Last night I was watching Itzhak Perlman on The Colbert Report, and couldn’t get over how easy he made it look to play difficult music on the violin. Kind of almost too easy.
Perlman has had a long and storied career. He’s the real deal. And I don’t want to say that he was not taking his Colbert performance seriously. If he wasn’t, whatever – this was just a three minute encore piece after a puffball interview on late night comedy TV.
He has impressive technique – there are lots of notes in the work he played, and they were all there. But to watch him play is somewhat off-putting – if the piece is difficult, shouldn’t he be working a little harder? If he really doesn’t need to break a sweat or even sit up straight to play it, do I feel like he earned my attention? The answer is that, as a VERY casual observer (flat on my back on my couch) I didn’t perceive that he cared about the music he was performing, or about his audience, and purely from a performance standpoint, I was disappointed.
I’ve been musing about this topic recently anyway, because Barret Night is next week. This is the first big event in my teaching studio this year – a performance masterclass featuring short etudes. It’s hard for students to give compelling performances – between the struggle just to realize the notes and the nervousness of standing up in front of an audience, and the physical difficulty of actually playing non-stop through a page or half a page of music. Some of them were very hard to persuade – they are SOOOO anxious about it.
There is little danger of any of them standing up and phoning it in. No one is at a point where they own their oboe studies that much. They’ll be fighting for survival, I imagine, and as hard as that can be to watch it at least smacks of effort. I work with high school students on trying to break through to an appearance of effortlessness which, when it is achieved, is very attractive. The sense that you are singing through the oboe and not doing pitched battle with it certainly helps your audience relax, and does great things for your own heart rate as well.
Watching Perlman last night made me think about my own performances, though, too. One of the most frequent comments I get after recitals is, “You made it look so easy.” I have always taken that as a compliment, and never really thought deeply about its implications. I do work very intentionally at keeping my body and face relaxed when I play. It’s less exhausting that way, and also looks more pleasant. When people watch me, are they missing that compelling sense of engagement, energy, and WORK that makes music exciting? Have I gone too far to the Perlman side?
I’m fascinated by the question, and will be exploring it in my practice for the next few days. And perhaps in my demo performance at Barret Night I’ll strive for a range of intensity in my affect as well as my dynamics. Let’s see what we get!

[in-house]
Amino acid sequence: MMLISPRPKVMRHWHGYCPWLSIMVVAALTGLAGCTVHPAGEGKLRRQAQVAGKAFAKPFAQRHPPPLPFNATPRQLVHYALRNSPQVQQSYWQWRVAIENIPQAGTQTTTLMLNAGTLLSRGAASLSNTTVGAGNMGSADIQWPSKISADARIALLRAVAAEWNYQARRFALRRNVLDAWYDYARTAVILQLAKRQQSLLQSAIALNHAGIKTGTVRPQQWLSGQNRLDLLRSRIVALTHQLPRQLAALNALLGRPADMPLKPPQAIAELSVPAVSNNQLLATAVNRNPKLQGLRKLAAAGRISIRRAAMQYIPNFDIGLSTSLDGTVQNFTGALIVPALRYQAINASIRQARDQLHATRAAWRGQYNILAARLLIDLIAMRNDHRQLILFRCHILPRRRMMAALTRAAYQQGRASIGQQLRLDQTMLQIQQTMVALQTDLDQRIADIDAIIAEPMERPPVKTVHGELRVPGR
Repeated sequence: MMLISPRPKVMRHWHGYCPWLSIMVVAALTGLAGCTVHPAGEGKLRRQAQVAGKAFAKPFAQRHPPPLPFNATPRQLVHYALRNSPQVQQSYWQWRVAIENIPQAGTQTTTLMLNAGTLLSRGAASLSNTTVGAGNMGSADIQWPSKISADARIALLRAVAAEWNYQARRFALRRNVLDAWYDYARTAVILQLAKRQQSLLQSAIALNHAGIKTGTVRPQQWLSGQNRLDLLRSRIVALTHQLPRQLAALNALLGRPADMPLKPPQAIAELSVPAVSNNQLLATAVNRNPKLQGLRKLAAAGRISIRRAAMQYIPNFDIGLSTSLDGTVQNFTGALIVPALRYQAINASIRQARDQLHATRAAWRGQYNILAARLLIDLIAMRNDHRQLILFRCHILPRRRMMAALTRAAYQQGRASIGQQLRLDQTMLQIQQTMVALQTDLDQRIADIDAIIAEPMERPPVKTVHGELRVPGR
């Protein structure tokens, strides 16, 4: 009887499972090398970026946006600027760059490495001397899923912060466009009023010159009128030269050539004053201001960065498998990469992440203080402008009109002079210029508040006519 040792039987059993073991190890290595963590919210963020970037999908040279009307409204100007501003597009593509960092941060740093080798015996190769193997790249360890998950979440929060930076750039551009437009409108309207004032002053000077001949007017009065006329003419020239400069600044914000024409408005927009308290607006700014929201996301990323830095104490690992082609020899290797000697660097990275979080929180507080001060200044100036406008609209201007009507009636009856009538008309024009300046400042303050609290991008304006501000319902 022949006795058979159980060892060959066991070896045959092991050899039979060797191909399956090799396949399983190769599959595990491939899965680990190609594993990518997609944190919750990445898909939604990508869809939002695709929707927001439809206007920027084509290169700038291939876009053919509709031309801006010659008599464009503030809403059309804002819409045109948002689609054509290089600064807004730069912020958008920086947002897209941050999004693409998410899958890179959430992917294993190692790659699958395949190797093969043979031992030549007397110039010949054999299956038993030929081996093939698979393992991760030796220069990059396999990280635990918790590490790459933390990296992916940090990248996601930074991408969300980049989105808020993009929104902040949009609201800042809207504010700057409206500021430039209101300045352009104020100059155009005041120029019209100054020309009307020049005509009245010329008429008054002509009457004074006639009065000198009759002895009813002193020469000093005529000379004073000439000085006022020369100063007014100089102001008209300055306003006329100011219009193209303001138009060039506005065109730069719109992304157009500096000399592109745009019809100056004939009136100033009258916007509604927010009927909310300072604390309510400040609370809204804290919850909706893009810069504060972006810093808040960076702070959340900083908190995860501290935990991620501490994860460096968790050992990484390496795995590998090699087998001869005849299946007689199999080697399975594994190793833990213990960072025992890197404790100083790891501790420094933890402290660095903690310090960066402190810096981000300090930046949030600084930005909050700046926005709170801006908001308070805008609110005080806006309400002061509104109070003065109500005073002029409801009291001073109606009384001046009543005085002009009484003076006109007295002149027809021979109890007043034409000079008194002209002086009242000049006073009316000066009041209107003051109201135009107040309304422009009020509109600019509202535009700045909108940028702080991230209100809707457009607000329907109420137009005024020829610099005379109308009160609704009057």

3 thoughts on “Playing Like We Mean It”
To me personally, there's a difference between making it look easy to play and looking bored. It can look easy but unless a player is passionate both about the instrument they are playing and the piece, it just doesn't cut it for me no matter how many notes they can fit in. On the other hand, I don't want to see a player fighting with the instrument the whole time they are playing, either. So, ease and passion?
Yes, there's always that, too. I want to see someone look like they OWN the instrument, and then that the music owns them, at least while they are performing it. Is that too much to ask?
It’s hard to keep up with your posts Jennet. And given that everything on the Internet is ephemeral, one struggles to stay abreast.I rushed to watch the Perlman piece through your link. I have heard him countless times in many venues but I was a little surprised that you thought he should have played- how shall I put it- less effortlessly. He is, of course, physically incapable of standing erect, or for that matter standing at all. I watched carefully and saw, almost palpably, in the constant movement of his facial muscles that his whole inner being and physical strength was being absorbed in that effort. Allow me the immoderacy of a suggestion. Go back to the link, mute the sound, cover the area of the violin with a piece of paper and watch his face. Then you can tell me whether that’s someone who’s playing insouciantly or more likely looks like someone being torturedYou joined an august, imperial circle when you said the piece had many notes. It reminded me of Amadeus, when emperor Joseph II told Mozart that the Abduction from the Seraglio had too many notes, and Mozart said it had just the right number!!I have seen you and heard you warbling. I can think of no reason for concern about the appearance you project and the sounds you produce. They are in perfect sync.Good luck with the student recitals. And may be you can post some segments of their performance, so that they can proudly tell their friends: “I’ve been posted!!”
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